The Nature of the Beast

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This article is the second installment of our blog series, “Scientist Spotlight: The Scientists Behind our Consumer Products Petition.”

Flickr CC BY-ND 2.0 @Tambako The Jaguar

Flickr CC BY-ND 2.0 @Tambako The Jaguar

I love tigers. But I wouldn’t allow a hungry tiger into my house, would you? Of course not. You know that wouldn’t end well. Inevitably, that tiger would gobble you up. It’s what hungry tigers do. It’s the nature of the beast.

Yet we allow harmful chemicals into our homes even though they will, inevitably, end up in our bodies—it’s what these chemicals do. Dr. Miriam Diamond explains more about this in her statement of support for our petition calling on the Consumer Product Safety Commission (CPSC) to protect consumers by banning four categories of household products if they contain organohalogen flame retardants.

 

Miriam DiamondMiriam Diamond is a professor of Earth Sciences at the University of Toronto, and holds a PhD. in Chemical Engineering and Applied Chemistry. At her lab, researchers study environmental chemicals, particularly semi-volatile organic compounds, or SVOCs. They ask:

•    What are the sources of these chemicals?
•    What are their pathways?
•    How are humans and ecosystems exposed?

 

 

True Detectives

Flickr CC BY-SA 2.0 @olarte.ollieLike a team of detectives these researchers measure, analyze, and track the movements of polybrominated diphenyl ethers (PBDEs) and other halogenated flame retardants. Rather than dusting for fingerprints they dust for, well, dust. By wiping the surfaces of electronics casings, sampling dust and air (indoors and out), they determine what chemicals are in our environment, where they come from, how they move about, and how much we are exposed to. Among the mysteries they’ve unraveled—for years people wondered about the major route of human exposure to PBDEs—was it food, water, soil, air? In 2005, these sleuths of science determined that house dust was a major culprit. And that’s only the beginning of what they’ve discovered about flame retardants in our homes.

 

Organohalogen Flame Retardants are SVOCs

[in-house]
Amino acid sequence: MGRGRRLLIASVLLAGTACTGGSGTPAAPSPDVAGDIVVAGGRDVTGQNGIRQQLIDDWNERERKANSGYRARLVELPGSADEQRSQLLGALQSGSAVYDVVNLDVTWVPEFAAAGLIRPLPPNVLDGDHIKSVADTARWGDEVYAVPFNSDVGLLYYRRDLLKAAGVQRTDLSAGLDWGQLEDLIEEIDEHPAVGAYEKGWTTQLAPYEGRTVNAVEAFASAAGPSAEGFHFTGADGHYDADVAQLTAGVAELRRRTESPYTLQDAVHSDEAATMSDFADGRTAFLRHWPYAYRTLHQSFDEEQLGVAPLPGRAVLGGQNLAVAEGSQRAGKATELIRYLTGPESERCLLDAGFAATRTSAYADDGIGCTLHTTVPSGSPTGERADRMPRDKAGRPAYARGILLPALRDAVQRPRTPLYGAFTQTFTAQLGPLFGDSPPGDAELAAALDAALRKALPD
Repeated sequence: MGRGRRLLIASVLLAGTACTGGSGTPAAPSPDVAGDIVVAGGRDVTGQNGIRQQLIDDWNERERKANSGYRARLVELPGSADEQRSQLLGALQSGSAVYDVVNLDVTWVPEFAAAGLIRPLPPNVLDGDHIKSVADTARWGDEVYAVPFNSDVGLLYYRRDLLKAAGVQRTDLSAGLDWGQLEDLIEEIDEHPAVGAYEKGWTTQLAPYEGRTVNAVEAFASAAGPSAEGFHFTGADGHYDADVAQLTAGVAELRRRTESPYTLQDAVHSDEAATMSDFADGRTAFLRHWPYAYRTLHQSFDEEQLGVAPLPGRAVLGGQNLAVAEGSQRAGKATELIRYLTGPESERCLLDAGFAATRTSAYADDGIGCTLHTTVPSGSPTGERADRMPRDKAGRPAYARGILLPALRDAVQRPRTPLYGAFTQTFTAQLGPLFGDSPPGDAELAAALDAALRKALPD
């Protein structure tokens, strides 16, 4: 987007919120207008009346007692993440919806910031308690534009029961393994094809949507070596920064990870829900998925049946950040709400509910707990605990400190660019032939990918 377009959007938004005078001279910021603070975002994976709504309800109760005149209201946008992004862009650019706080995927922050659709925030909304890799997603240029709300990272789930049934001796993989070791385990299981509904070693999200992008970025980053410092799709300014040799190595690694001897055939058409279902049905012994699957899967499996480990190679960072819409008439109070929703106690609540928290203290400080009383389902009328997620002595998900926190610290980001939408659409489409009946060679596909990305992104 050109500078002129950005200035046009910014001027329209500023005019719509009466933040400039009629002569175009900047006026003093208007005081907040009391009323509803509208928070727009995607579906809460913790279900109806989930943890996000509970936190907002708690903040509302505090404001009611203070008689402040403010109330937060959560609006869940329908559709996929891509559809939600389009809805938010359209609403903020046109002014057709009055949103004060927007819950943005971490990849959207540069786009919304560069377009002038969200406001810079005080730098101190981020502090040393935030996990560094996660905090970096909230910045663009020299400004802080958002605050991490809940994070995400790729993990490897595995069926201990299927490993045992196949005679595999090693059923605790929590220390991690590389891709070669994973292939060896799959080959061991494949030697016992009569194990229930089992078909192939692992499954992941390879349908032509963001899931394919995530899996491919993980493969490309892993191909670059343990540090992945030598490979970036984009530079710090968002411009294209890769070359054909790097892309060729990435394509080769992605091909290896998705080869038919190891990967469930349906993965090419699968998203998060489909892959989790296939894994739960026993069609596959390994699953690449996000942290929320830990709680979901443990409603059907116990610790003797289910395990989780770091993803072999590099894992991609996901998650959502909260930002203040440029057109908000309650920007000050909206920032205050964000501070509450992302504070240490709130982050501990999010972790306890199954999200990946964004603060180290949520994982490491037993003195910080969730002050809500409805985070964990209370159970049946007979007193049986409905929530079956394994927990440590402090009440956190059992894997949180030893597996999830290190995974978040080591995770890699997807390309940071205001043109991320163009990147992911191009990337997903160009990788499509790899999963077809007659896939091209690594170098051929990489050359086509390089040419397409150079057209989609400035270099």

Flickr CC BY-NC-ND 2.0 @Bethan

Flickr CC BY-NC-ND 2.0 @Bethan

Like certain pesticides and plasticizers, organohalogen flame retardants are semi-volatile organic compounds (SVOCs). SVOCs are carbon-containing chemicals that have particular boiling points and vapor pressures – but let’s leave that to the chemists. For our purposes let’s focus on three “critical physical-chemical properties” of the chemical class of flame retardants:

•    They are SVOCs, and will tend to migrate into the air when are added to, but not bound to, products.
•    Even when they are bound to products, some SVOCs migrate into the surrounding environment.
•    They are persistent in the indoor environment, i.e., they break down super slowly indoors after they migrate from products.

We are exposed when we touch the products; and once the chemicals migrate out and accumulate on dust, we’re exposed when we eat and breathe in the dust itself (yes, we all eat bits of dust!). Basically, product-to-hand and hand-to-mouth contact is unavoidable.

In summary, Dr. Diamond says:

The inevitability of this human exposure, combined with the evidence showing that these compounds have toxicity, leads to the conclusion that all organohalogen flame retardants present in consumer products in additive form pose significant risks to human health.

She urges the CSPC to ban the use of additive organohalogen flame retardants in the categories covered in the petition: furniture, mattresses, electronics casings, and children’s products. The CPSC has now made the petition available for a 60-day public comment period. Dr. Diamond and other scientists continue to support the petition during the CPSC’s review process since they know that allowing these chemicals into our homes puts us at risk for exposure and harm—it’s their nature, and a tiger doesn’t change its stripes.

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